- A patient who wants a denture on locators. Again, the dentist can place the implants and uncover and then hand over to the CDT who can then complete the treatment for the patient.
These are just a few examples but there are many more. As with any dental professional, to incorporate them into the team workflow will take great communication between clinicians and excellent records, but as that is something that we all intend to maintain as part of our general standards anyway, it shouldn’t take much to adapt to incorporate a CDT.
A CDT is also the only dental professional who bridges the gap between the dental practice and the laboratory. They have an intimate understanding of dental prosthesis and can help to manage patient expectations; take shades; quickly repair some things; provide teeth in a day and help to treatment plan complex cases.
What was your experience like in your first few months to a year post qualification?
Emily: I was in a lucky position to already be working in a CDT-recognising clinic, however I did find it took forever to be on the GDC register! I had previously worked and gained qualifications as a dental nurse and a dental technician and had been fortunate enough to work in a specialist practice as a Dental Technician under my extended scope of practice. So, I had been taking impressions of denture patients and implant patients and digital scans for a number of years before I qualified as a CDT. This helped me to gain confidence in my clinical skills and after qualifying I opened my own Clinic attached to my Laboratory.
Carmel: It was very daunting coming out of university from the new CDT course. Mainly because nobody else was out there who was in a similar position to me. I felt, on one hand, that some Dental Technicians I spoke to weren’t positive about the qualification I held and, on the other hand, general dentists didn’t understand what my job was!! However, I’ve met some fantastic Dental Technicians along the way who have been extremely supportive and provided me with a lot of knowledge and work experience. As I already came from a dentistry background (ex Dental Nurse) I had some good connections in the industry who helped me and I was even lucky enough to be offered a CDT job upon qualifying.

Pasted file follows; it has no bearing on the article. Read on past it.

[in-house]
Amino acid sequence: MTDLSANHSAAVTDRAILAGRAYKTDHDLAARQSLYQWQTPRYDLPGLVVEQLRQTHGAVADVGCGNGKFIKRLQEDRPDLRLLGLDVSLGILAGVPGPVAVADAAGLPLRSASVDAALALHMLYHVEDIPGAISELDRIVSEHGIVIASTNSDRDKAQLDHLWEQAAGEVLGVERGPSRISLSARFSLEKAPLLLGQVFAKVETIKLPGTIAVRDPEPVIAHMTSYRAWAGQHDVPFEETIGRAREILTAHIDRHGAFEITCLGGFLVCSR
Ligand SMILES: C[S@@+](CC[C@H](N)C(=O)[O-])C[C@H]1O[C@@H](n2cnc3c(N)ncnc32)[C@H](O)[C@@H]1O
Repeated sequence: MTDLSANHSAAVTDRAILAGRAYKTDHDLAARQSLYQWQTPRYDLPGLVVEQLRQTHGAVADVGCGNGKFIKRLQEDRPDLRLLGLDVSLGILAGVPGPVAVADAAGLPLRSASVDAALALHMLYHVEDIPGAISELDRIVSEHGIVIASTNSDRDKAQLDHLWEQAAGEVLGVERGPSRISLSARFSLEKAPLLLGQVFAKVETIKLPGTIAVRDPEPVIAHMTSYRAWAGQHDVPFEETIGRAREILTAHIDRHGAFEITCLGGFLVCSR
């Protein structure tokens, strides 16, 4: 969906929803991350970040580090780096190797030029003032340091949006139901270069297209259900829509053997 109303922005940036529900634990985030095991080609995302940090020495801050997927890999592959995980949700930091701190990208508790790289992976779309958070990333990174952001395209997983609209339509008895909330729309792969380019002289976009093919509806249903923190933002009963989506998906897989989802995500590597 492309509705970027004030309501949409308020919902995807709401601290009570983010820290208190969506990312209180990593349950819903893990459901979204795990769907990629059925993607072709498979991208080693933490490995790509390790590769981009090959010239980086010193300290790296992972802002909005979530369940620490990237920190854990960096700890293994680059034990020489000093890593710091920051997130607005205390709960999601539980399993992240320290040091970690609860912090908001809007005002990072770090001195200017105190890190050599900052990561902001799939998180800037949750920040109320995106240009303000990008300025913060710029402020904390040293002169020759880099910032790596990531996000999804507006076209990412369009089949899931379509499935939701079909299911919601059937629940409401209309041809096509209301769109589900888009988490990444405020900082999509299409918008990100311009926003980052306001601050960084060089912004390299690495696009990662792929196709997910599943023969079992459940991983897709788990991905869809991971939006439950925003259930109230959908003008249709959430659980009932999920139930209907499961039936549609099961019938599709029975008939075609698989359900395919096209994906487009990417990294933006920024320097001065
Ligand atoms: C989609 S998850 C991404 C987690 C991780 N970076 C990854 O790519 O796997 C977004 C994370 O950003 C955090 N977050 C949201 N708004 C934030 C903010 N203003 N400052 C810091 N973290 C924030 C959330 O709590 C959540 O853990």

Do you feel like a CDT is a fully recognised member of the dental team by other professionals?
EP: Not at all, I have found that many dental professionals have never heard of a Clinical Dental Technician. I have, however, seen a shift for the better amongst new dentists just qualifying who seem to understand what a CDT can do and how valuable we can be to wider dental team, so it feels like we are moving in the right direction.
CVW: Sadly not yet. I think this is due to not seeing Clinical Dental Technicians in general practice. We regularly see Dental Hygienists and Dental Therapists and even Orthodontic Therapists, but as CDTs currently don’t have an NHS contract, it means we are predominantly private/independent.
How easy was it to find indemnity or relevant CPD courses?
EP: Almost impossible to find indemnity! I ended up getting indemnity that has elements of every other dental team role in the script as they didn’t have a CDT-specific one!
CVW: I agree with Emily, I couldn’t believe how few options there were for indemnity. This is the same with CPD. There are very few courses out there specifically designed for CDTs. I figured I’ll have to take courses aimed at the other members of the dental team which I could relate to within my scope of practice.
Emily Pittard is on the Board of the College’s Faculty of Clinical Dental Technology and Dental Technology.